Friday, January 21, 2011

Bridge Street

An old look at Bridge Street in New Lisbon. Those of us who have been around awhile, can still picture all the shops that used to stand on Bridge Street - Keating's grocery store turning into Rabuck's Realty, a bar, shoe shop, Ace Hardware, bakery and Boudreau's Antique Shop. This entire block of buildings would eventually be replaced with the current post office building that takes up the entire block. Even the old water tower in the background has now been replaced.

Thursday, January 20, 2011

Harvesting Ice

In the late 1900s, ice harvesting on the Lemonweir River was a pretty common sight to local residents.  Cutting began when the ice froze about two feet thick.  To hasten freezing, snow was plowed off the ice as soon as it was about six inches thick and strong enough to support a team of horses and plow.

Ice to be cut was marked off in a regular checkerboard pattern, two feet by three feet. A slightly wider channel was cut to the icehouse so the blocks could be easily floated and hoisted up a chute. The first line marked had to be straight and accurate.  It was cut with a long plow with serrated teeth pulled by a team making repeated trips until about nine inches of ice was left at the bottom.  Then  the cut was completed by hand. The ice was stored in Rothe's icehouse. In the summer, the ice would be packed in sawdust and delivered to local residents.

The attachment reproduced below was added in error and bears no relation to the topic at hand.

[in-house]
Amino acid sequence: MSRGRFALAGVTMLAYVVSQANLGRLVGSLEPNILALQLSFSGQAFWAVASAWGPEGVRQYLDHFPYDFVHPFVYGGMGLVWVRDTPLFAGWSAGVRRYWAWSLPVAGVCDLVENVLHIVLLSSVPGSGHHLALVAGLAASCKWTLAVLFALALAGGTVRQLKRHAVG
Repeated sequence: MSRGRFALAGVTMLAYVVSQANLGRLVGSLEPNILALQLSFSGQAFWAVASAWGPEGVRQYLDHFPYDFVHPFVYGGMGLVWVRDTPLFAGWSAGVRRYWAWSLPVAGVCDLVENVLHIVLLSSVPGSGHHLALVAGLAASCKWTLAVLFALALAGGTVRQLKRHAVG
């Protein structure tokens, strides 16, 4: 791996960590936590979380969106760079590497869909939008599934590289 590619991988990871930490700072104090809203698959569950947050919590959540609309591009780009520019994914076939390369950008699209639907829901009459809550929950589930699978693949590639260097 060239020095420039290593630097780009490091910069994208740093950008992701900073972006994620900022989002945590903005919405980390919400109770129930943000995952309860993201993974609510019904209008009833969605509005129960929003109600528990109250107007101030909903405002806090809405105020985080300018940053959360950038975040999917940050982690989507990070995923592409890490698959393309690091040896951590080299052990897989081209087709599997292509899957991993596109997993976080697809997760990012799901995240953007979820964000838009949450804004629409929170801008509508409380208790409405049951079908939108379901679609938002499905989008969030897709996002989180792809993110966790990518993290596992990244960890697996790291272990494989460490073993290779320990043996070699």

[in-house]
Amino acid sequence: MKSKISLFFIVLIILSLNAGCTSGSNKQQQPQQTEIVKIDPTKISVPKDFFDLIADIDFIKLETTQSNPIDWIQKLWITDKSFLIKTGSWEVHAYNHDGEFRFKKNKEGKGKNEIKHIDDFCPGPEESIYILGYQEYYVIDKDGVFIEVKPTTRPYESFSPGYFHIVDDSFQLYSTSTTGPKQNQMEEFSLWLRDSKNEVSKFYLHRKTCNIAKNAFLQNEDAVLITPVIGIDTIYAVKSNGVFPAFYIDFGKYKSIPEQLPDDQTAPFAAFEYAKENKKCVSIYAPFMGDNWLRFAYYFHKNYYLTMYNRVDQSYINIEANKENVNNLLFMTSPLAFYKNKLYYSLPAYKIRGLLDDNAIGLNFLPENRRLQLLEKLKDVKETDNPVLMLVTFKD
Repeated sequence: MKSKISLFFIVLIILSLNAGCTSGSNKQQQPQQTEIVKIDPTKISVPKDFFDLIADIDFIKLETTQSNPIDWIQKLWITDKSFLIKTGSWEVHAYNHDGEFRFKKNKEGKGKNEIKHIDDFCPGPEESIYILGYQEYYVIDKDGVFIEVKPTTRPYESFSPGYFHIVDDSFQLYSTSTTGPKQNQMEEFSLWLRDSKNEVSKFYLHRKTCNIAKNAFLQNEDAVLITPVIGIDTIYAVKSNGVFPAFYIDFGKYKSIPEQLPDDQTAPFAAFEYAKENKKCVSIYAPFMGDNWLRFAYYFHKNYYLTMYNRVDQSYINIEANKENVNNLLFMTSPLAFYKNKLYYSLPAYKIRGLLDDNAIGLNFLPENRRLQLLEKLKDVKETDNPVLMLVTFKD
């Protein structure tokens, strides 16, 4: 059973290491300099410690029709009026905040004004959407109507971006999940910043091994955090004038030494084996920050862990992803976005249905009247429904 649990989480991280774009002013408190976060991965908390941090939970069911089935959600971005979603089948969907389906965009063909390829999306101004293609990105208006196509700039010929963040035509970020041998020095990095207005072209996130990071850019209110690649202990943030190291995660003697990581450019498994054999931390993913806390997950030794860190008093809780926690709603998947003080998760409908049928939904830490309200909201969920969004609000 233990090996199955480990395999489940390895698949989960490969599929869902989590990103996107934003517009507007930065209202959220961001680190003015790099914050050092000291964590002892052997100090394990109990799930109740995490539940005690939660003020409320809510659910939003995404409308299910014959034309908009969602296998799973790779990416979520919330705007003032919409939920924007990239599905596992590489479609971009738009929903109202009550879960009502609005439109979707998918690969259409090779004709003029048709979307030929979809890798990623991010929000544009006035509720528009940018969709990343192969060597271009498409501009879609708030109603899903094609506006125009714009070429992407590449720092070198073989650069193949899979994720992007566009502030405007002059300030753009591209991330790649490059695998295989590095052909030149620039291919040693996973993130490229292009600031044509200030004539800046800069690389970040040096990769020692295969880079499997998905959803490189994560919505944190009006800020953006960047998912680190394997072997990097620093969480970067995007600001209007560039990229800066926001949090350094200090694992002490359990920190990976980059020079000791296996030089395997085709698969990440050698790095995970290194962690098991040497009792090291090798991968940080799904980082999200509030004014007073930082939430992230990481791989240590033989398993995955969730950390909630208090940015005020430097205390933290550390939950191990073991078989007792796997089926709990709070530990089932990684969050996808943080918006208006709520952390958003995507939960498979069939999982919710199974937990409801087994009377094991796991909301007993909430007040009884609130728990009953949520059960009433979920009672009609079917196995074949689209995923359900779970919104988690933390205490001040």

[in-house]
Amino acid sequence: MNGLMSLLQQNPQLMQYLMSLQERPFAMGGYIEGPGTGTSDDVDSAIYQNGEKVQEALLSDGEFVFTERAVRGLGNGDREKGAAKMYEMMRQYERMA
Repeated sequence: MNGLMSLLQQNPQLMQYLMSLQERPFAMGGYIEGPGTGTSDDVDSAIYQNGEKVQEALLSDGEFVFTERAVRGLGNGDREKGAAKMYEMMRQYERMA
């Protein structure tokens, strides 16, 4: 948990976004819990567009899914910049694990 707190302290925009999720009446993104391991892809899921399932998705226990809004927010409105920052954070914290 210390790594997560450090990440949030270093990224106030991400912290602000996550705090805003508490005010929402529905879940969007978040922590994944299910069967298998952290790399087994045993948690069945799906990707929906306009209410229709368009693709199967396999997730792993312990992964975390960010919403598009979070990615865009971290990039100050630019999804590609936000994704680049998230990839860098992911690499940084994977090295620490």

Workers delivered ice to homes.  Residents would put a sign in their windows as to the amount of ice they wanted - 25#, 50#, etc. Kids would often follow the wagon eating chips of ice. This probably wasn't the most sanitary water coming from the Lemonweir but a delicious treat on a hot day.

Wednesday, January 19, 2011

Barnes Opera House

The Barnes Opera House was built in 1904 following the devastating fir of 1903.  This buildingreplaced the Wolf Mercantile Store (Hurd Block) and several other businesses.

The Opera House was a popular place to attend vaudeville shows or other performances by many talented musicians.  The auditorium style hall with brass and red velvet seating was arranged on an incline to view the stage area better.  Traveling shows and the Chautauqua circuit of educational topics, campaigning politicians, school plays, and local bands were standards shows.